The story follows Estela more than it does Trevor. Once, strolling through the quaint shops at the Cubao Expo, she spots a Che Guevara portrait, the bold reds of the artwork matching her own fiery dyed hair; she asks Trevor to take her picture with it. This is more than a whimsy: she studied sociology in school, and she knows what Che stands for. There are no flashbacks in Shift, but the film teases with details here and there, and we figure out that she used to be an activist—a rough, full-blooded tibak, a past life that corroborates with her boyish manners.

Now she spends her days, and nights, in call centers, taking up jobs to sustain her impractical passions. She answers a phone interview once, with remarkable confidence and skill—but underneath that compelling corporate talk is the contradiction between her past convictions and her present place. She keeps this simmering irony under wraps, mostly unspoken, though it manifests in her lethargic attitude to work: she often comes in late, and her performance has not been up to standard.

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Review: ‘El bar’ (Álex de la Iglesia, 2017)

Ordinary citizens in the wrong place, in these extraordinary times.

In El bar (Álex de la Iglesia, 2017), an ensemble of citizens find themselves trapped in a bar in downtown Madrid, when a customer is gunned down a moment after exiting the establishment. A claustrophobic crisis ensues, and the characters are predictably overcome with paranoia.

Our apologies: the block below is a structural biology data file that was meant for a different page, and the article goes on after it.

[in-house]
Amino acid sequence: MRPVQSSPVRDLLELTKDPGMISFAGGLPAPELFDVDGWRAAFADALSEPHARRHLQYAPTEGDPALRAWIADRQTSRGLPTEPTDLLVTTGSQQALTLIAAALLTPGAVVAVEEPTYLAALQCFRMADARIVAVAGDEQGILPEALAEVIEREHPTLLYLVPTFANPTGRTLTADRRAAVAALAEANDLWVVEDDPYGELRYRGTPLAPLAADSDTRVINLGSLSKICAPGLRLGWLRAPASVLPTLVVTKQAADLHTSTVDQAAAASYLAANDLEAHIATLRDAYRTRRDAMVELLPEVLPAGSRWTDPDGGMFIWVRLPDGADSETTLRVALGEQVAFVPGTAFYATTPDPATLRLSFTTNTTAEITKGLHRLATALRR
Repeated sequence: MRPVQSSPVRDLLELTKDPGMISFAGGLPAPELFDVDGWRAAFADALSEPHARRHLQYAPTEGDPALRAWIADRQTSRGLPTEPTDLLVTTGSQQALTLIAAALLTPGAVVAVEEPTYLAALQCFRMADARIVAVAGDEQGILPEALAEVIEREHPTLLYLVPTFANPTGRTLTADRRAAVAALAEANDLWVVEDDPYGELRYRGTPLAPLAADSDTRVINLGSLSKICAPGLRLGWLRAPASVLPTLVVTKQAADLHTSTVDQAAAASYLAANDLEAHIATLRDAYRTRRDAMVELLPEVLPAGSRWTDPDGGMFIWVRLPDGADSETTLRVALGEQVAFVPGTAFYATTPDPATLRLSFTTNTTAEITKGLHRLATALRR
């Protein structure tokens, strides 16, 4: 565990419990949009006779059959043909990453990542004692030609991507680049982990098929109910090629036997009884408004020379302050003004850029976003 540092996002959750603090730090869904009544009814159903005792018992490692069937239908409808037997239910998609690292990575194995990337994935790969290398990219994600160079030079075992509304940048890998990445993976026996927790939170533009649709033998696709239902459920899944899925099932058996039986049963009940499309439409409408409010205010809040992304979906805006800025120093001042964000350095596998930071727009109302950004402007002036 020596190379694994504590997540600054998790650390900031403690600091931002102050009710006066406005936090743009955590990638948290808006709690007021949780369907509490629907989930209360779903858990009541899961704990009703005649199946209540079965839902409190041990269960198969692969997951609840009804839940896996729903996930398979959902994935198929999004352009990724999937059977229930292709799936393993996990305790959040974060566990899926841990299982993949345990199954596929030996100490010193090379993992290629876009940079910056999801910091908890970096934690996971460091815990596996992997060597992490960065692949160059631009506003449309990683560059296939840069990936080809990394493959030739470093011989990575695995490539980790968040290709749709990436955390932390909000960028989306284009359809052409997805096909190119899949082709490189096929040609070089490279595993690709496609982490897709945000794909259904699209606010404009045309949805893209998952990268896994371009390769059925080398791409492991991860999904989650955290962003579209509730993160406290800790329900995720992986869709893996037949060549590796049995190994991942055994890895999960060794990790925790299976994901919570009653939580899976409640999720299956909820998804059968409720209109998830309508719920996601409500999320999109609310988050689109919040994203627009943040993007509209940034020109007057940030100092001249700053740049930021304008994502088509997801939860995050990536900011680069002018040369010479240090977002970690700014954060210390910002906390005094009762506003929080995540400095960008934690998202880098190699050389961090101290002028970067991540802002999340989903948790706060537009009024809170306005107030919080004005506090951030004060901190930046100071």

This is a film inspired by current world headlines, particularly those circulating in Europe. The trapped group argue hysterically about what is happening, and the first suspicion, naturally, is that the shooting was an act of terrorism. A litany of 21st-century European anxieties pour out next from the individuals: xenophobia, prejudice against migrants, fear of epidemics, even worries of a conspiring, authoritarian government. To the film’s credit, this first act of theorizing and bickering includes a few eerie moments, and at one point the mystery is such that it felt anything could happen in the film: that it could pivot to horror, or even surrealism.

Nevertheless, and perhaps as respite from the gravity of its themes, El bar fills itself with humor. Comedy indeed comes from desperation. After the cast of characters has been persuaded that there is no terrorist among them, one becomes convinced that they are all, in fact, merely dreaming. It is not the case though, and the party continues.